I noticed that when traveling through Georgia. To listen for three hours to the partly tiring questions of the seat mate in the plane was rewarded with an offer for a ride from the airport into town. After a short judgement whether we should trust the honesty of the tow young men, we  were taken half an hour to the next town and to our accommodation. It was not even on the way of our drivers, nevertheless they asked their way through the streets of Georgia to our address and drove us their safe. That was in itself already very kind. Especially happy made us however that they did not ask for anything in return (was is otherwise often the case). Also no questions for the phone number, future contact or any other kind of importunity. 

It could be sad, that this is something special, but for me it was just a positive example.

30) The Journey of a Wallet

“Now I also have a story 🙈

A friend and I are currently travelling in South- East- Asia and are hitchhiking at the moment through Vietnam. Yesterday we forgot a wallet with a drivers license and a credit card in the car of our ride share. We only noticed 100km later, when we were already in another ride share. We knew nothing, no name, not even the number plate or where the car went. Therefore we hitchhiked back those 100 km and asked the people from the town, where we had left, if they knew the driver or if they could help us somehow. They shared our problem on facebook and that way the message was spreading quickly, that two foreigners from Germany had lost a wallet. At the same time, our driver had found the wallet and posted as well, that he had the wallet of two foreigners. After we had been invited twice for food, we eventually got over several ways and people and with a lot of help and friendly locals our wallet back. A bus driver brought it to us.

I hope this is understandable explained 🙈😂 It was really confusing and we also don’t know exactly how the wallet found back to us 🙈”

This is a story in which humans actually act better than I would expect- that is wonderful to hear. Communication is everything.

29) Act to impress?

These stories stimulate some thinking- where does humanity start?

“Thanks to the one story I came to the idea to tell you an event that has some similarity. I do run the risk of spread the uncomfortable smell of self-praise. In fact, I’m concerned with the question: Why do humans do something “good”?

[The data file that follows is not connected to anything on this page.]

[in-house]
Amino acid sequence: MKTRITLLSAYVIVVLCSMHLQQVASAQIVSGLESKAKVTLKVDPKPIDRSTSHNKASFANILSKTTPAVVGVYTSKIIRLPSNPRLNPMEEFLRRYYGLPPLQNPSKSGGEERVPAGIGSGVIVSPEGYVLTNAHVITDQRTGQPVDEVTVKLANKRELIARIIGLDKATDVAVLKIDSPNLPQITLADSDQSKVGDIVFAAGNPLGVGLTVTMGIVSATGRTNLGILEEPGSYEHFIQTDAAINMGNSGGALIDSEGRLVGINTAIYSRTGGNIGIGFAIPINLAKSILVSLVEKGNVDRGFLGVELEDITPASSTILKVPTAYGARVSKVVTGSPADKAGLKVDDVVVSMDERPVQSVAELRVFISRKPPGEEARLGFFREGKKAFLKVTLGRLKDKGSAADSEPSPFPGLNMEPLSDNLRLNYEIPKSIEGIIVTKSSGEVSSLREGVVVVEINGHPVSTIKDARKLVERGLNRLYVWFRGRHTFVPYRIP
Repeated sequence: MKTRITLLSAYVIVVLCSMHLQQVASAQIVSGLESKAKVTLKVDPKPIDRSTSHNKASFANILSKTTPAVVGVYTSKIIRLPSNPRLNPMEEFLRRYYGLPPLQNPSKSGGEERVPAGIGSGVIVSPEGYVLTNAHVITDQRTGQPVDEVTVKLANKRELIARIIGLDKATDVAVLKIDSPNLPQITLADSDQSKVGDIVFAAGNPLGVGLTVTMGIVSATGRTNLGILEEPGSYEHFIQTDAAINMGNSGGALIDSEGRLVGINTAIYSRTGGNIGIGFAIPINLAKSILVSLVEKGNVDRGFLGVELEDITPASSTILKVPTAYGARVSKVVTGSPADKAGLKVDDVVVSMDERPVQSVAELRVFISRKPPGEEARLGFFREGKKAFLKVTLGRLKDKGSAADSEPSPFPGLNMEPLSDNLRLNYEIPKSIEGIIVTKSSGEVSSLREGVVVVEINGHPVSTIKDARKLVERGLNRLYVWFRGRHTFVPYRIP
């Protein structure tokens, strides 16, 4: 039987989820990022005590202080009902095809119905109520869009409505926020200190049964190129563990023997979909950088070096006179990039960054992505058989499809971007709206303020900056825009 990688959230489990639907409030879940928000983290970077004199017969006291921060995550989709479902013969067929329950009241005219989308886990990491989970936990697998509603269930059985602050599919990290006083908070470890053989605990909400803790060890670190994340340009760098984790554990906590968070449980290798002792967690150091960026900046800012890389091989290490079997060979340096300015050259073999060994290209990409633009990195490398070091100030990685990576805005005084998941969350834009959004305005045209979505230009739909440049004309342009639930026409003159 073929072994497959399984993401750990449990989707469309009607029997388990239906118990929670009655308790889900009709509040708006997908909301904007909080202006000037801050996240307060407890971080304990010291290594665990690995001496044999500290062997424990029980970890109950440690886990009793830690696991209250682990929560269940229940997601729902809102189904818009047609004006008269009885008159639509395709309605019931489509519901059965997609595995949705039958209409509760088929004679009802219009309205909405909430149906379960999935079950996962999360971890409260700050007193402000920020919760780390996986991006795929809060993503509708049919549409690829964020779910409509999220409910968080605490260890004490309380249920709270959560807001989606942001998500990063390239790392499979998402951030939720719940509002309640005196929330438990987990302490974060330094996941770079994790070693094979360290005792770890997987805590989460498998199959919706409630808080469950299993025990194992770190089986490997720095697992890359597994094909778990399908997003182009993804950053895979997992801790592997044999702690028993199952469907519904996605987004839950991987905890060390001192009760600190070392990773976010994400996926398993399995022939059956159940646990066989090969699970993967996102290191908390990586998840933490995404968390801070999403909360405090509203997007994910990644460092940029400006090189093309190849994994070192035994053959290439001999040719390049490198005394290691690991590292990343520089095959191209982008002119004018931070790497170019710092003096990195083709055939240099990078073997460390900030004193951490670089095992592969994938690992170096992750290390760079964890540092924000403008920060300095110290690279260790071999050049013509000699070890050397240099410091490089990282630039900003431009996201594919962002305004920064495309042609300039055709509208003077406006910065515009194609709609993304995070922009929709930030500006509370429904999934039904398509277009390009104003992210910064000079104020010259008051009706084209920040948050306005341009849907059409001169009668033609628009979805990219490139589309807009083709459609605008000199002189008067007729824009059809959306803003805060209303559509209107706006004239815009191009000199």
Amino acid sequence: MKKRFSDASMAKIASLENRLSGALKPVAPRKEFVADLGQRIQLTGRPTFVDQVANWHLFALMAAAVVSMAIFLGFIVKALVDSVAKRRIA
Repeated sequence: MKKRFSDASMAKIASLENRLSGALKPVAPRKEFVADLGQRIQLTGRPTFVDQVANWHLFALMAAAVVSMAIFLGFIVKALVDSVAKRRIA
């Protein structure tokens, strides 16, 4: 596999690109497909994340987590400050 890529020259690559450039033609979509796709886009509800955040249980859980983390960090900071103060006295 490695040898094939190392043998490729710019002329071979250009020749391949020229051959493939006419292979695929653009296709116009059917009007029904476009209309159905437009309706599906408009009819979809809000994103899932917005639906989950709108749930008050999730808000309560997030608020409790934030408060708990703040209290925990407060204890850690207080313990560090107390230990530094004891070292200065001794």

My uncle Karl, who lives in Tanneberg in the Erzgebirge [at the Eastern border of Germany] survived the first world war safe, his sons however not the second one. One died in France, another one in the Ukraine and the third one starved to death in Soviet captivity.

Decades later I visited him in Tannenberg. Uncle Karl, by now over eighty years old and widower, showed me a letter from the German War Graves Commission, that notified him that the bones of his son, who died in Le Havre, were moved to a central German military cemetery 150 kilometres West of Paris. I said: ‘uncle Karl, we are going there’. As a retired man, he was allowed to visit us in Stuttgart [the narration takes place in the time before German reunion, where this was not self-evident] and together we went on a big journey through France. We stayed over night close to Sacré-Cœur, visited the Eifel tower and other sights and found after our continued travel the grave of my cousin on a huge field. Somehow we also had the desire to get to know Le Havre. Close to the beach we found ourselves in a festival-like event. It was the annual celebration of the D-day.

On the way home we stopped another time in Paris. In a restaurant we witnessed how two waiters took of the coat of a poorly looking guest and wanted to keep it, because he could not pay. Spontaneously I intervened, asked of how much they were talking about and payed the sum. Later I asked myself whether I just did that to impress my uncle Karl. At the beginning, I denied. As a former member of the Hitler Youth I traveled in my younger years always full of guilt abroad and would have used as a patriotic thinking person every opportunity to show a more positive sight of us Germans. But if I had been sitting alone in a German restaurant, would I have acted the same way? I don’t know. I really don’t know.”

28) Does it still make sense?

To admit that you were wrong or did not act well at a certain point in time is not an easy thing to do. Overcoming yourself and your pride, admitting a mistake to yourself and others. Not everyone does. And not in every situation.

I believe in sayings of the kind “better late than never” and “it is never too late to be the person you would like to be” (even though I don’t remember who said those first). It might take some time, but it is still worth saying it, if you came to realise you did a mistake.

Without going into detail, I recently experienced that when someone was telling me after months about being unhappy with the own behaviour and expressing the wish to explain it. It did sound like an apology. I appreciate that.